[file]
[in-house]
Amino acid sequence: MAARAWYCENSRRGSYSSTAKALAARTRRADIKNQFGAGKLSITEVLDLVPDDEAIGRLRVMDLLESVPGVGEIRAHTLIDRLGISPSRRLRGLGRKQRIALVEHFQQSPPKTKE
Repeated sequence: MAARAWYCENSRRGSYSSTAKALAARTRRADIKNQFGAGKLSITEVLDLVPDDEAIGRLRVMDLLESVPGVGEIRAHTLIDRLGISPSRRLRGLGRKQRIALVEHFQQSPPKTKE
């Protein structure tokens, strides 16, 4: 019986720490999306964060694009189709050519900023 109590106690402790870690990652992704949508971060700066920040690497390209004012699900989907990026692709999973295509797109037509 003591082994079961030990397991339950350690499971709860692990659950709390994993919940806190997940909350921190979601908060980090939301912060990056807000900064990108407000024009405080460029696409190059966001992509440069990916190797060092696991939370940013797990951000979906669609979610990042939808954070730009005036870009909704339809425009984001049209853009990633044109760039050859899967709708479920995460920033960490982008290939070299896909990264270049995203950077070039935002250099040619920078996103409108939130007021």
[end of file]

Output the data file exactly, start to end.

[in-house]
Amino acid sequence: MAARAWYCENSRRGSYSSTAKALAARTRRADIKNQFGAGKLSITEVLDLVPDDEAIGRLRVMDLLESVPGVGEIRAHTLIDRLGISPSRRLRGLGRKQRIALVEHFQQSPPKTKE
Repeated sequence: MAARAWYCENSRRGSYSSTAKALAARTRRADIKNQFGAGKLSITEVLDLVPDDEAIGRLRVMDLLESVPGVGEIRAHTLIDRLGISPSRRLRGLGRKQRIALVEHFQQSPPKTKE
């Protein structure tokens, strides 16, 4: 019986720490999306964060694009189709050519900023 109590106690402790870690990652992704949508971060700066920040690497390209004012699900989907990026692709999973295509797109037509 003591082994079961030990397991339950350690499971709860692990659950709390994993919940806190997940909350921190979601908060980090939301912060990056807000900064990108407000024009405080460029696409190059966001992509440069990916190797060092696991939370940013797990951000979906669609979610990042939808954070730009005036870009909704339809425009984001049209853009990633044109760039050859899967709708479920995460920033960490982008290939070299896909990264270049995203950077070039935002250099040619920078996103409108939130007021």